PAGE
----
This is too large a topic to cover in a letter. The most important thing to say is to learn and plan. There are many books available to order or borrow. Everyone learned a few months ago how quickly ammunition can disappear from store shelves. We should all have a couple of good weapons and plenty of ammunition. There is no such thing as enough ammunition. In a real long term emergency ammunition will become the preferred barter item. Ammo will become the basic currency along with pre ’64 silver coins if we ever experience a real long term disruption. A couple of weapons and a good supply of ammunition are required but from there a person is only limited by his own resources. In a true long term disruption the man with a night vision device will be much more secure than those without. These devices are very expensive for good 3rd. generation models. At least get good night sights such as Trijicon brand night sites for your primary weapon. Trijicon night sights for an AR-15 cost less than $100 and will be invaluable if you ever need them. You won’t be very effective if you cannot see your sights. A similar item is body armor. It seems like a complete waste of money in normal times but would be worth everything if it saves you from being shot. I will share some information from books I have read. It sounds basic but you must know the difference between cover and concealment. Concealment can prevent someone from seeing you but cover can stop rounds headed your way, don’t confuse the two. In times of trouble a weapon is useless in a safe. During a real time of trouble you should be armed at all times.

Trying to be prepared is a project that never ends. All we can do is the best we can but even that will be more than the majority of people. I will list some items we should stock up on and a few books that can be helpful. I should say that these books should be acquired in paper form and not on an e-reader.
| Stock up items for your own use and for barter: bug spray, storage food, ammo, water filters, jeans, t-shirts, batteries, pre-1965 silver coins, otc medicines, skin lotion, towels, blankets, fertilizer, seeds, food grade pails with lids (find a restaurant that will give you mayo and dressing pails), hand gardening tools and wood cutting tools, toothbrushes, 1st aid supplies, candles, reading glasses, bike tires and tubes, tire patches, multi-vitamins, matches, baking soda, sugar, vinegar, propane (propane will store long term), bleach (dry pool tablets store well but must be pure bleach), bar soap, surgical mask, latex or vinyl gloves.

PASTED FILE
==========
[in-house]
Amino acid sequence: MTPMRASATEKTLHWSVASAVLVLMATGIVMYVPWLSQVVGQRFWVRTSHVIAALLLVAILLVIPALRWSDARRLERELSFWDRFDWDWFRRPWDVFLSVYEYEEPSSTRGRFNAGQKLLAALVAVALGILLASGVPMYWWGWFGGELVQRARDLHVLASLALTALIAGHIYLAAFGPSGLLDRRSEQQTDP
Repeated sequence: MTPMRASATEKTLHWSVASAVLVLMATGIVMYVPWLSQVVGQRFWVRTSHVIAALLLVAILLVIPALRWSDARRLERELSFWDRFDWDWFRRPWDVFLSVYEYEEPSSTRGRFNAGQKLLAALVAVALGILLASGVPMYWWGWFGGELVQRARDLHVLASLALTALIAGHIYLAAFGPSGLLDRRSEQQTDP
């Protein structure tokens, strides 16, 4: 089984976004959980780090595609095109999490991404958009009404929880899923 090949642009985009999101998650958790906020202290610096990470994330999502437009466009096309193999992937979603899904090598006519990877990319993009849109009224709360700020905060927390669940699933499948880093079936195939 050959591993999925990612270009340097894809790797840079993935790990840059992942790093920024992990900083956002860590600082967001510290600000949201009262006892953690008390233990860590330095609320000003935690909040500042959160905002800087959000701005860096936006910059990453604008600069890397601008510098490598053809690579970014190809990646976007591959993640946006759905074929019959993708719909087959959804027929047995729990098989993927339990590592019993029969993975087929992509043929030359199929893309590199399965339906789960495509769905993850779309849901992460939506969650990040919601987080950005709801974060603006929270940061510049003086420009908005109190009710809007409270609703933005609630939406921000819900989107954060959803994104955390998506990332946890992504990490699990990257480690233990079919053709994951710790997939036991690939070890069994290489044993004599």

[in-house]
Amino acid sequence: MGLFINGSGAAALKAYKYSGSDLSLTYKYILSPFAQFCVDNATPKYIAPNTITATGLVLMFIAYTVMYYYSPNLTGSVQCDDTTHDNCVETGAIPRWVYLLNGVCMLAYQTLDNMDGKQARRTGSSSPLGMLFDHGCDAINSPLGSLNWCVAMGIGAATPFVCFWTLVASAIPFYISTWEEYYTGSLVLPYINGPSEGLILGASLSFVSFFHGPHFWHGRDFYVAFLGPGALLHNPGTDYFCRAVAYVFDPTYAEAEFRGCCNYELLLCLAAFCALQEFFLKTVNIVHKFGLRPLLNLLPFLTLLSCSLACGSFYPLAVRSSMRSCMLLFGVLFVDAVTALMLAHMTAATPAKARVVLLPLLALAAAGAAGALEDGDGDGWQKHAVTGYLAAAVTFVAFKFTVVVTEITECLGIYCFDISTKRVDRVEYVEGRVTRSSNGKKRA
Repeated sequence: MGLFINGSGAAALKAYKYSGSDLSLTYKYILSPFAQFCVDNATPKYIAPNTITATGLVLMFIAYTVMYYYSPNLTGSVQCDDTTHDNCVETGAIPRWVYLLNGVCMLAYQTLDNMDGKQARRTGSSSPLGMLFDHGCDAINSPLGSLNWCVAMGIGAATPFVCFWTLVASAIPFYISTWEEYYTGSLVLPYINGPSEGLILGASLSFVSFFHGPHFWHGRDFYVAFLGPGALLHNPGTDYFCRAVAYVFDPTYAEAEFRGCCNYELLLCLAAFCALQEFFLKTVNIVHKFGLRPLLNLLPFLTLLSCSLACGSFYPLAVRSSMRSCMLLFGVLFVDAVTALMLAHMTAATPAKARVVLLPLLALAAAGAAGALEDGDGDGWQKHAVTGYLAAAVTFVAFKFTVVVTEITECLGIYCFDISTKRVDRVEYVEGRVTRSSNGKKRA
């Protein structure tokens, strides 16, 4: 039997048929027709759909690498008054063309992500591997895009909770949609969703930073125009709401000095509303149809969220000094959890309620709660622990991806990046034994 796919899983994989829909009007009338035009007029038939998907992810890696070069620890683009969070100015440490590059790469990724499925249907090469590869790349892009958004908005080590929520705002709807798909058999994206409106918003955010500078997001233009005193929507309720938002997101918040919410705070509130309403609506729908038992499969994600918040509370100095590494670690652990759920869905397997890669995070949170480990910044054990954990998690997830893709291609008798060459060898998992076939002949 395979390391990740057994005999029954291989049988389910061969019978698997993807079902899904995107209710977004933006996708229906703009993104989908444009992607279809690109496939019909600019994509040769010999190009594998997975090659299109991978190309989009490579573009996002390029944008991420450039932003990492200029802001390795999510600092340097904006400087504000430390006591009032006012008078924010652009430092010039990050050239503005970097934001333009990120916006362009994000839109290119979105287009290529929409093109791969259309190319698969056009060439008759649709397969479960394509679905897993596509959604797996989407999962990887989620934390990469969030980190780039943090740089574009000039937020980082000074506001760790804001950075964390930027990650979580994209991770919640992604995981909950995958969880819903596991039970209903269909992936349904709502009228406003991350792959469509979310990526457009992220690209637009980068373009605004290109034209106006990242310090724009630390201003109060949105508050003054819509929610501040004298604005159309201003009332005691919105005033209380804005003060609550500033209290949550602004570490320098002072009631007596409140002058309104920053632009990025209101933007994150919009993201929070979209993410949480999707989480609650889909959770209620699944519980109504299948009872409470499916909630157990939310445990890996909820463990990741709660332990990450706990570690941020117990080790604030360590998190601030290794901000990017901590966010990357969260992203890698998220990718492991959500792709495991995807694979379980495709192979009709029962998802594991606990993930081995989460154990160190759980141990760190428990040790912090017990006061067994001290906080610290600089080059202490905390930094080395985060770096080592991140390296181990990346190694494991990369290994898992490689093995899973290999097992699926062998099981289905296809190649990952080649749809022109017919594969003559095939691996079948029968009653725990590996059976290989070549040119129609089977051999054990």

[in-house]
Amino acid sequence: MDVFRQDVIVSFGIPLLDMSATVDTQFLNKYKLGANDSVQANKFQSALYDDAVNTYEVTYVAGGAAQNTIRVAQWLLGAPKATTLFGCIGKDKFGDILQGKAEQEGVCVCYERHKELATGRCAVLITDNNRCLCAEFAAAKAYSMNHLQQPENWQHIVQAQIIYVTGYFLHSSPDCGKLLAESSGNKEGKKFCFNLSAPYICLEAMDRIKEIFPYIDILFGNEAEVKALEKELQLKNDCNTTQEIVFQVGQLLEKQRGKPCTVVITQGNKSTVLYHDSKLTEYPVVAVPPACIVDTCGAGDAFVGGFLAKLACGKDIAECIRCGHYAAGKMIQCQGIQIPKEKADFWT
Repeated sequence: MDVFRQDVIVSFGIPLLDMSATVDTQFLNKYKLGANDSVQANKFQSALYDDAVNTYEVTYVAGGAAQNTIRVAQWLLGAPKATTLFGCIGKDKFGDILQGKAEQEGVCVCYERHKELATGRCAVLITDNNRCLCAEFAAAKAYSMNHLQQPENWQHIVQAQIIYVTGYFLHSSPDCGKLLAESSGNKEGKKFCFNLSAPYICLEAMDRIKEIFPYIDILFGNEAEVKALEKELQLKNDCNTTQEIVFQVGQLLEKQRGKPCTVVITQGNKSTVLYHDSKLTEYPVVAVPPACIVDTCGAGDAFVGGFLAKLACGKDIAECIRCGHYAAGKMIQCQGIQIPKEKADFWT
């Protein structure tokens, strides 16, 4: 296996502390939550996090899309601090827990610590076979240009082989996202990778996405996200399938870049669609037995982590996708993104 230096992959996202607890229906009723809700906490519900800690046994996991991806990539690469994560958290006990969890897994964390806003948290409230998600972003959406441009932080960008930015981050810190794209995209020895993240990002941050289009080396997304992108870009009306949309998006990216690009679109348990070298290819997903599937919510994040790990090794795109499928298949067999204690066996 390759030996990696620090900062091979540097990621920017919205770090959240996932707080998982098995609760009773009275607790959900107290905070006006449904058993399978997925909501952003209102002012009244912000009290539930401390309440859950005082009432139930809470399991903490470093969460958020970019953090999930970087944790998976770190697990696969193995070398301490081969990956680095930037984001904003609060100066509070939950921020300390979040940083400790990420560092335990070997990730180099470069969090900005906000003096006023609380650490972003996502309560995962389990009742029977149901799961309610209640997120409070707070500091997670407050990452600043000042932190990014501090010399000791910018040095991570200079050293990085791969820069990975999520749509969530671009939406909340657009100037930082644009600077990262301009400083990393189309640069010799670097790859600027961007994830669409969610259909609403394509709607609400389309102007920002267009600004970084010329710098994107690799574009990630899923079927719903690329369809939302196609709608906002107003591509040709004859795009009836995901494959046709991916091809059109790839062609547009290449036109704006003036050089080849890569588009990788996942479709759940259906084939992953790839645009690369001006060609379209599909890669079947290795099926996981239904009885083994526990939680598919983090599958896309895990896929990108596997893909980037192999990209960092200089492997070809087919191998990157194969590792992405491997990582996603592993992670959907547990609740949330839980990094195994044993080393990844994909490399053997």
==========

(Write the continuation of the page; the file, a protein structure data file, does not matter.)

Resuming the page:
The Encyclopedia of Country Living by Carla Emery
How to Survive the End of the World As We Know It by James Wesley Rawles
Where There Is No Doctor: A Village Health Care Handbook by David Werner
Where There Is No Dentist by Murray Dickson
Wilderness Medicine Beyond First Aid By William W. Forgey M.D.
Emergency War Surgery (NATO Handbook:- Third United States Revision, 2004) by Dr. Martin Fackler, et al.
Back to Basics: A Complete Guide to Traditional Skills, Third Edition by Abigail R. Gehring
When There Is No Doctor: Preventative and Emergency Healthcare by Gerard S. Doyle,
Patriots: A Novel of Survival in the Coming Collapse by James Wesley Rawles (a great novel but it is full of useful information)
Ranger Handbook an Army field manual. (There are many other useful books and military field manuals).
Useful web sites:

 http://jrhenterprises.com/PVS14-3rd-Gen-on-SALE-PVS14SALE.htm, night vision sales
http://rainydayfoodstorage.blogspot.com/ food storage
http://www.ebay.com/bhp/woodgas-camp-stove wood gas stove
http://www.tilapiadepot.com/ raising fish at home
http://www.knowstuf.com/basementaquaponics raising fish at home, aquaponics
http://aquaticpharmacy.com/eshop Vet Supply
http://www.calvetsupply.com/ Vet supply
http://www.cdc.gov/ Centers for Disease Control
http://www.truthistreason.net/guide-to-veterinary-drugs-for-human-consumption-post-shtf Medical info
http://www.firstaidweb.com/ First aid training
http://shop.sportsmansguide.com/net/Main.aspx?kwtid=239433 Sportsman’s Guide
http://www.northerntool.com/shop/tools/NTESearch?storeId=6970&ipp=24&Ntt=wood%2Bstove Northern Tool
http://www.rddusa.com/ military surplus equipment
http://www.natchezss.com/ Natchez Shooter Supply
http://www.brigadeqm.com/default.asp Brigade Quartermasters
http://www.armslist.com/classifieds/mississippi Armslist MS. classified firearms sales and trade.
http://www.wilderness-survival-skills.com/wilderness-first-aid.html wilderness first aid
http://www.gunbot.net/ ammo search tool
http://www.zahal.org/ Israeli Tactical gear
http://www.luckygunner.com/ ammo sales
http://www.midwayusa.com/ gun parts and magazines
http://www.sgammo.com/ ammo sales
http://www.underwoodammo.com/ ammo sales
http://www.trijicon.com/na_en/index.php night sights
http://www.firstoptionmedical.com/ medical supplies
http://www.backyardchickens.com/ raising chickens
http://codegreenprep.com/ prepping info
http://homesteadsurvival.com/ general homesteading info
http://www.backwoodshome.com/ general homesteading info
http://www.goldandsilveronline.com/ pre-1965 silver coins